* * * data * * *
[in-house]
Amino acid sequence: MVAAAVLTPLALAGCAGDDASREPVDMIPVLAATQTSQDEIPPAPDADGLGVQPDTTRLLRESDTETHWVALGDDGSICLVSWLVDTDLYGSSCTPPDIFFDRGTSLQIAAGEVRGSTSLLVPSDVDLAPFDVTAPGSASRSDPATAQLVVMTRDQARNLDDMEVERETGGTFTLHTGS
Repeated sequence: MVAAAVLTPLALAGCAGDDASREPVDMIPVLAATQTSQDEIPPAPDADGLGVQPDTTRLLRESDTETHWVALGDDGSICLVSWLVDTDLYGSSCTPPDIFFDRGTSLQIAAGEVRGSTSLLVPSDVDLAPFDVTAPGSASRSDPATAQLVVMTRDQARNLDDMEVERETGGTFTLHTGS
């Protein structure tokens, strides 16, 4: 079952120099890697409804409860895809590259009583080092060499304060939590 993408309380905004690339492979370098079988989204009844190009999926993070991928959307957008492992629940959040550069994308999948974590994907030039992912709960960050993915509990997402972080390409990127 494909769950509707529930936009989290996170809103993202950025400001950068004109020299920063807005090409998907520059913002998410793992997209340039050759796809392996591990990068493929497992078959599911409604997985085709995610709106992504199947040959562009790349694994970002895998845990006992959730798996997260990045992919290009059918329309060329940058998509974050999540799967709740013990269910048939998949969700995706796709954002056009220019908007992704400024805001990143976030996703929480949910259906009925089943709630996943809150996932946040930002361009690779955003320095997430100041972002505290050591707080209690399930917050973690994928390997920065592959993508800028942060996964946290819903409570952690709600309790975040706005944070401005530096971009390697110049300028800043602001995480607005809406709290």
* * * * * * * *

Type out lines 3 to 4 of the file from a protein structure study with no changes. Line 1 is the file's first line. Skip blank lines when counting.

Repeated sequence: MVAAAVLTPLALAGCAGDDASREPVDMIPVLAATQTSQDEIPPAPDADGLGVQPDTTRLLRESDTETHWVALGDDGSICLVSWLVDTDLYGSSCTPPDIFFDRGTSLQIAAGEVRGSTSLLVPSDVDLAPFDVTAPGSASRSDPATAQLVVMTRDQARNLDDMEVERETGGTFTLHTGS
């Protein structure tokens, strides 16, 4: 079952120099890697409804409860895809590259009583080092060499304060939590 993408309380905004690339492979370098079988989204009844190009999926993070991928959307957008492992629940959040550069994308999948974590994907030039992912709960960050993915509990997402972080390409990127 494909769950509707529930936009989290996170809103993202950025400001950068004109020299920063807005090409998907520059913002998410793992997209340039050759796809392996591990990068493929497992078959599911409604997985085709995610709106992504199947040959562009790349694994970002895998845990006992959730798996997260990045992919290009059918329309060329940058998509974050999540799967709740013990269910048939998949969700995706796709954002056009220019908007992704400024805001990143976030996703929480949910259906009925089943709630996943809150996932946040930002361009690779955003320095997430100041972002505290050591707080209690399930917050973690994928390997920065592959993508800028942060996964946290819903409570952690709600309790975040706005944070401005530096971009390697110049300028800043602001995480607005809406709290």